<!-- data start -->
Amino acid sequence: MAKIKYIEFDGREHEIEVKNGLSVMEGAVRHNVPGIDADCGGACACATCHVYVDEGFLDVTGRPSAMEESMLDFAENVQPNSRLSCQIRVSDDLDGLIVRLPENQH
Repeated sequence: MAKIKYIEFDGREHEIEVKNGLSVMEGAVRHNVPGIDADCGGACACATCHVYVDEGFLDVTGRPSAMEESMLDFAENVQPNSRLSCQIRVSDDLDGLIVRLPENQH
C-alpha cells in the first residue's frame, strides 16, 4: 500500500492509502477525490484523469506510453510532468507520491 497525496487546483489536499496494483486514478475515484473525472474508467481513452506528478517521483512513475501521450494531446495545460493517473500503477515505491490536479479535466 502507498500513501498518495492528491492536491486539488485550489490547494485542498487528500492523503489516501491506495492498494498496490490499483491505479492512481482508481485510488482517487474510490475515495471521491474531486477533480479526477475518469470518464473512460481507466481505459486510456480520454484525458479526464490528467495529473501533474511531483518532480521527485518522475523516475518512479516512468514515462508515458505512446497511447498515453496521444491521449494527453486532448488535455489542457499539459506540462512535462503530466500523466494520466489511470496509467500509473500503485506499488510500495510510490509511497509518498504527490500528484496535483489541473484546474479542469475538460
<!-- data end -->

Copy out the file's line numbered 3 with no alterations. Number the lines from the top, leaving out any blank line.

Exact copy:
C-alpha cells in the first residue's frame, strides 16, 4: 500500500492509502477525490484523469506510453510532468507520491 497525496487546483489536499496494483486514478475515484473525472474508467481513452506528478517521483512513475501521450494531446495545460493517473500503477515505491490536479479535466 502507498500513501498518495492528491492536491486539488485550489490547494485542498487528500492523503489516501491506495492498494498496490490499483491505479492512481482508481485510488482517487474510490475515495471521491474531486477533480479526477475518469470518464473512460481507466481505459486510456480520454484525458479526464490528467495529473501533474511531483518532480521527485518522475523516475518512479516512468514515462508515458505512446497511447498515453496521444491521449494527453486532448488535455489542457499539459506540462512535462503530466500523466494520466489511470496509467500509473500503485506499488510500495510510490509511497509518498504527490500528484496535483489541473484546474479542469475538460